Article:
National Lead Poisoning Prevention Week runs Oct. 24-30
The Erie County Department of Health (ECDOH) is recognizing National Lead Poisoning Prevention Week (Oct. 24-30).
“Lead is a poison, full stop,” Commissioner of Health Dr. Gale Burstein said. “Parents, pediatricians and public health are all partners in identifying children who have been poisoned by lead within their home or other settings with blood lead level screening at ages 1 and 2. Our department’s childhood lead poisoning prevention program works with every family in Erie County with a child who has an elevated blood lead level. Public health nurses notify parents of their child’s results and offer intensive education on the dangers of lead. And, our public health sanitarians assess the properties where these children live or visit frequently, to identify sources of lead exposure and ways to eliminate those sources.”
ECDOH said, “About 3.3 million American households – including 2.1 million low-income households – have children under 6 years of age who live in homes with lead exposure hazards. Even relatively low levels of lead exposure can impair a child’s cognitive development. Children with blood lead levels can experience delayed growth and development, damage to the brain and nervous system, learning and behavior problems, and a host of other health-related problems. Public health actions are needed for these children. There is no safe blood lead level in children.”
Burstein said, “Education is the key, on two fronts. First, pediatricians should screen 1- and 2-year-olds for elevated blood lead levels at annual well child visits, and engage in discussions with parents and caregivers about lead in and around the home, especially if a house or apartment was built in 1978 or before. Second, we want to educate property owners and renters on potential sources of lead exposure, and give them access to resources to make renovations and repairs in leadsafe ways.”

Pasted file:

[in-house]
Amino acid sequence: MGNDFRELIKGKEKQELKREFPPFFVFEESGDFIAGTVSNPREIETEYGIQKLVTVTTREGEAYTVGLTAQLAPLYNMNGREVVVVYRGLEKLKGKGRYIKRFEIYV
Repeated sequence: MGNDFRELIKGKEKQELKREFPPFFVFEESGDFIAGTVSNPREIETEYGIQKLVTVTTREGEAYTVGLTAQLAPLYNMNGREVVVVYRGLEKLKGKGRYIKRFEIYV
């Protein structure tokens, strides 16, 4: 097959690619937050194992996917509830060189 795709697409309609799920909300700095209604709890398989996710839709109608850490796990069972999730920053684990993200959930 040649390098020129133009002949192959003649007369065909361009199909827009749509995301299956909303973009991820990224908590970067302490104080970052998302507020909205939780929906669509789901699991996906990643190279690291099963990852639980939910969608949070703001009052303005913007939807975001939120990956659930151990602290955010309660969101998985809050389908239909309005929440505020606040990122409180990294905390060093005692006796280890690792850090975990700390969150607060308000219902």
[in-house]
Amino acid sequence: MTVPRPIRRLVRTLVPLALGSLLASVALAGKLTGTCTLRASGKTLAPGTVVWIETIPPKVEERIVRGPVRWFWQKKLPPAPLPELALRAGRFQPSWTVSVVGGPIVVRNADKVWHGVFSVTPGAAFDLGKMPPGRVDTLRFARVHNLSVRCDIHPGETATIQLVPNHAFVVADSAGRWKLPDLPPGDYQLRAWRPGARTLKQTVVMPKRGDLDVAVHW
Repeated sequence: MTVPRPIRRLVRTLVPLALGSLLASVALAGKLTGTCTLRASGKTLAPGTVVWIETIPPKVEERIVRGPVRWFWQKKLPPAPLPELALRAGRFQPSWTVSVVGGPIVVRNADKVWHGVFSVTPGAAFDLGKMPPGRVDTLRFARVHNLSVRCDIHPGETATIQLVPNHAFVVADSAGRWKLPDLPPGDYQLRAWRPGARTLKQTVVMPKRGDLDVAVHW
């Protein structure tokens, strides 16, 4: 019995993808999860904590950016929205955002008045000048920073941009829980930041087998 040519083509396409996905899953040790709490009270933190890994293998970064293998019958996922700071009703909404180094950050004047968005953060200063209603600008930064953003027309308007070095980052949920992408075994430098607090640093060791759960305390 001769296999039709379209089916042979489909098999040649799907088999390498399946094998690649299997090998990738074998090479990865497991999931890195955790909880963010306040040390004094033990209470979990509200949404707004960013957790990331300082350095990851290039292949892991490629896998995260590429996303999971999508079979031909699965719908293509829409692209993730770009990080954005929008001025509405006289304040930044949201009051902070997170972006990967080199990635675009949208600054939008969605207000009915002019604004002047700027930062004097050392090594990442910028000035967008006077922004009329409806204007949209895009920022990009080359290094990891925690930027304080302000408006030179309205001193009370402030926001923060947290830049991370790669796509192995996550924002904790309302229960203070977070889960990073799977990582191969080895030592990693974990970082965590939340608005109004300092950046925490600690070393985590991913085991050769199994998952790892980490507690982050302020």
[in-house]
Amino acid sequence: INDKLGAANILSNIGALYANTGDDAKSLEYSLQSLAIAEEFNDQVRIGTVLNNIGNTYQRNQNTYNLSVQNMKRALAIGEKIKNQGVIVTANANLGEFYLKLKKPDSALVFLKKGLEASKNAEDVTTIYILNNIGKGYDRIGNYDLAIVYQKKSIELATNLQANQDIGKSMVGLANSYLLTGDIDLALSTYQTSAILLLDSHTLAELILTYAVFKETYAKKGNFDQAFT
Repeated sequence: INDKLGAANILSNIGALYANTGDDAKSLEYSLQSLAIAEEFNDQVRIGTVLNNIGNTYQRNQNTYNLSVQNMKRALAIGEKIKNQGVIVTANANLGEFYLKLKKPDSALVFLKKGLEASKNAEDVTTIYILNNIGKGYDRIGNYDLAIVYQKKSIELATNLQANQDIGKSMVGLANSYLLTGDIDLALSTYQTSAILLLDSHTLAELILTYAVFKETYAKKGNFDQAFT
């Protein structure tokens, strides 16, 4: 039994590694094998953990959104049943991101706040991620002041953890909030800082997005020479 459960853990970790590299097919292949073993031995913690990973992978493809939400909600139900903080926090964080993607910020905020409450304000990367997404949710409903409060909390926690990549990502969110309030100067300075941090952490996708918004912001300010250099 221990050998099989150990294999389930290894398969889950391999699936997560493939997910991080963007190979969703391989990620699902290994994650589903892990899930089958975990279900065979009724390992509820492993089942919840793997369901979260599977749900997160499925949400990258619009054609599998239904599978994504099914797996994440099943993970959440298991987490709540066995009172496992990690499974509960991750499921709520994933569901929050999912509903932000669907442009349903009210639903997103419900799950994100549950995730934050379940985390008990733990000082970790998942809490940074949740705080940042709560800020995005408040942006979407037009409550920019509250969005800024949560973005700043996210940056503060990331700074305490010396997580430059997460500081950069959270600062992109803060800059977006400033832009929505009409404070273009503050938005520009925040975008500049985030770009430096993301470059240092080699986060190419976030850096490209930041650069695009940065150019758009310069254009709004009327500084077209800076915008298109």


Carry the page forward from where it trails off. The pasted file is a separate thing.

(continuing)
ECDOH said, “Lead poisoning and its harmful effects are largely preventable with increased testing and education. Lead can be found inside and outside the home, including in the water that travels through lead pipes or in the soil around the house. However, the most common source of exposure is from lead-based paint, which was used in many homes built before 1978. Adults and children can get lead into their bodies by breathing in the lead dust (especially during activities such as renovations, repairs or painting) or by swallowing lead dust that settles in food, food preparation surfaces, floors, window sills and other places, or eating paint chips or soil that contain lead.
“Children can also become exposed to lead dust from adults’ jobs or hobbies, and from some metal toys or toys painted with lead-based paint. Children are not exposed equally to lead, nor suffer its consequences in the same way. These disparities unduly burden families experiencing poverty; families in older, unstable or inadequate housing; and, children of some racial and ethnic groups, such as non-Hispanic African-Americans. Pregnant women, refugees and children who were adopted from outside the U.S. are also at risk for higher lead exposure. Also, workers in certain industries, and their families, may be exposed to lead from the workplace. Pregnant women should consider asking about lead testing during prenatal care visits. It is particularly important for workers using lead to prevent take-home exposure to young children and pregnant women.”
For more information on protection, contact LEADSAFE Erie County at 716-961-6800 or email [email protected]. Or, visit the Environmental Protection Agency (EPA) website at www.epa.gov or call 1-800-424-LEAD (5323).
Visit the Erie County Department of Health lead poisoning prevention page at www.erie.gov/lead; or visit the Centers for Disease Control and Prevention Lead Poisoning Prevention Week page at https://www.cdc.gov/nceh/lead/national-lead-poisoning-prevention-week.htm.